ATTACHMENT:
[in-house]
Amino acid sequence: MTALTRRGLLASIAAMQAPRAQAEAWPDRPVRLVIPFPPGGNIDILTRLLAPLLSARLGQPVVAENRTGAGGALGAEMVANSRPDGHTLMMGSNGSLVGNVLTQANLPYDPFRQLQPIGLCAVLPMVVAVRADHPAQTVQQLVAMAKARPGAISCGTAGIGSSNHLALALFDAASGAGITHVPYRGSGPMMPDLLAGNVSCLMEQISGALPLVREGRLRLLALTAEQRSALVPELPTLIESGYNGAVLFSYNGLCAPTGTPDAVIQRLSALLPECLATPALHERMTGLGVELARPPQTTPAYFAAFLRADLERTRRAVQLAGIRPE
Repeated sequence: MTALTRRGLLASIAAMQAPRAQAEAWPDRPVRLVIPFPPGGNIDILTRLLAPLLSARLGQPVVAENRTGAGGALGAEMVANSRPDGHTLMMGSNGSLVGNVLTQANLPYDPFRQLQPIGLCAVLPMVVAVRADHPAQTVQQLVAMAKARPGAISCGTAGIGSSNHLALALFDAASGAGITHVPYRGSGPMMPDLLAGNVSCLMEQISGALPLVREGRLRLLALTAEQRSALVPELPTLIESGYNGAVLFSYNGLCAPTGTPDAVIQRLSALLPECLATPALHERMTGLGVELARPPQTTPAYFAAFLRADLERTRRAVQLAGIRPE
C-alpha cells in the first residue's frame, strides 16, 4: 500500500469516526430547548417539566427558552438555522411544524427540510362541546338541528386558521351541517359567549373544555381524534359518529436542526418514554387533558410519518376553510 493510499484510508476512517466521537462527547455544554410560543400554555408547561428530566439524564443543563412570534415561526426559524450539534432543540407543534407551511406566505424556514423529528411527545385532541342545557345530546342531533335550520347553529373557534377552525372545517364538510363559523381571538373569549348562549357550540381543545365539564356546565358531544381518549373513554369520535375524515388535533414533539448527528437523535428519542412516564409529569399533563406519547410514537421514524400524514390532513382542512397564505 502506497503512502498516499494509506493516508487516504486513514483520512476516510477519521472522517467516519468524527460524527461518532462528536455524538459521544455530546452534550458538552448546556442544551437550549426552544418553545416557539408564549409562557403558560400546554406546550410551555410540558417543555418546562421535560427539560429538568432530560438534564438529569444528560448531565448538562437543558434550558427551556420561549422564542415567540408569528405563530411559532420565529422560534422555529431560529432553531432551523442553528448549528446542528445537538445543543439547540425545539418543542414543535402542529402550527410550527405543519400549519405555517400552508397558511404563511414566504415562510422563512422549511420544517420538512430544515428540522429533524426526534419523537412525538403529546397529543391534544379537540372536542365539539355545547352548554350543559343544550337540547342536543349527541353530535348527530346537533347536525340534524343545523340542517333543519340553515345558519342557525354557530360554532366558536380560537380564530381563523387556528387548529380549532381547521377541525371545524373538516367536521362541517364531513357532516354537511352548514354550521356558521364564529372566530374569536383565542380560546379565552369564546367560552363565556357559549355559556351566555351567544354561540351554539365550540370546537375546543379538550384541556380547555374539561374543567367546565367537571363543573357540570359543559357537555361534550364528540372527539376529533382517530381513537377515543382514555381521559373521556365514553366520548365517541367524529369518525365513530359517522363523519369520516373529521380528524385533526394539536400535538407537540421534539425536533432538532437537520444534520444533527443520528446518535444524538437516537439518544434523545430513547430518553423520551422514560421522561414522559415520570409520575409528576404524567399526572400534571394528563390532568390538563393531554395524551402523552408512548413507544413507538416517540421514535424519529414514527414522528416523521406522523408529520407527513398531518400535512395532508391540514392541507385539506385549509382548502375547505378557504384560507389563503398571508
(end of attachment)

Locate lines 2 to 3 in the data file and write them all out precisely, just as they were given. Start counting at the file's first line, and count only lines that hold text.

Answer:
Amino acid sequence: MTALTRRGLLASIAAMQAPRAQAEAWPDRPVRLVIPFPPGGNIDILTRLLAPLLSARLGQPVVAENRTGAGGALGAEMVANSRPDGHTLMMGSNGSLVGNVLTQANLPYDPFRQLQPIGLCAVLPMVVAVRADHPAQTVQQLVAMAKARPGAISCGTAGIGSSNHLALALFDAASGAGITHVPYRGSGPMMPDLLAGNVSCLMEQISGALPLVREGRLRLLALTAEQRSALVPELPTLIESGYNGAVLFSYNGLCAPTGTPDAVIQRLSALLPECLATPALHERMTGLGVELARPPQTTPAYFAAFLRADLERTRRAVQLAGIRPE
Repeated sequence: MTALTRRGLLASIAAMQAPRAQAEAWPDRPVRLVIPFPPGGNIDILTRLLAPLLSARLGQPVVAENRTGAGGALGAEMVANSRPDGHTLMMGSNGSLVGNVLTQANLPYDPFRQLQPIGLCAVLPMVVAVRADHPAQTVQQLVAMAKARPGAISCGTAGIGSSNHLALALFDAASGAGITHVPYRGSGPMMPDLLAGNVSCLMEQISGALPLVREGRLRLLALTAEQRSALVPELPTLIESGYNGAVLFSYNGLCAPTGTPDAVIQRLSALLPECLATPALHERMTGLGVELARPPQTTPAYFAAFLRADLERTRRAVQLAGIRPE